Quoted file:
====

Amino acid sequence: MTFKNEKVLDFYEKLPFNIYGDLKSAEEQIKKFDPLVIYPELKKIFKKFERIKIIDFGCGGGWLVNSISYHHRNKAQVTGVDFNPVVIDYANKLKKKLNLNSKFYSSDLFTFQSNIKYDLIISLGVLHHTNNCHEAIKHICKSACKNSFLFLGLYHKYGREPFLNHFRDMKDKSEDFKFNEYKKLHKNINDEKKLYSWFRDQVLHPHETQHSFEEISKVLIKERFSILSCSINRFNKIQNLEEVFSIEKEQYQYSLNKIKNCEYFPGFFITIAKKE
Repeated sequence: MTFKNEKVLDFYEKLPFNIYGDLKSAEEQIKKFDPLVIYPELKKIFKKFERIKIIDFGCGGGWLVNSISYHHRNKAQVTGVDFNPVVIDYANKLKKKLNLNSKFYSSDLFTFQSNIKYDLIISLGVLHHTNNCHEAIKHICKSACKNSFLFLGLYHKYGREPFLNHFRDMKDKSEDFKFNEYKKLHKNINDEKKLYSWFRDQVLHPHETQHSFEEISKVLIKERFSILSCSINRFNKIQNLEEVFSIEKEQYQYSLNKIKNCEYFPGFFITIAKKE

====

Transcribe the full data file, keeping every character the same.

Amino acid sequence: MTFKNEKVLDFYEKLPFNIYGDLKSAEEQIKKFDPLVIYPELKKIFKKFERIKIIDFGCGGGWLVNSISYHHRNKAQVTGVDFNPVVIDYANKLKKKLNLNSKFYSSDLFTFQSNIKYDLIISLGVLHHTNNCHEAIKHICKSACKNSFLFLGLYHKYGREPFLNHFRDMKDKSEDFKFNEYKKLHKNINDEKKLYSWFRDQVLHPHETQHSFEEISKVLIKERFSILSCSINRFNKIQNLEEVFSIEKEQYQYSLNKIKNCEYFPGFFITIAKKE
Repeated sequence: MTFKNEKVLDFYEKLPFNIYGDLKSAEEQIKKFDPLVIYPELKKIFKKFERIKIIDFGCGGGWLVNSISYHHRNKAQVTGVDFNPVVIDYANKLKKKLNLNSKFYSSDLFTFQSNIKYDLIISLGVLHHTNNCHEAIKHICKSACKNSFLFLGLYHKYGREPFLNHFRDMKDKSEDFKFNEYKKLHKNINDEKKLYSWFRDQVLHPHETQHSFEEISKVLIKERFSILSCSINRFNKIQNLEEVFSIEKEQYQYSLNKIKNCEYFPGFFITIAKKE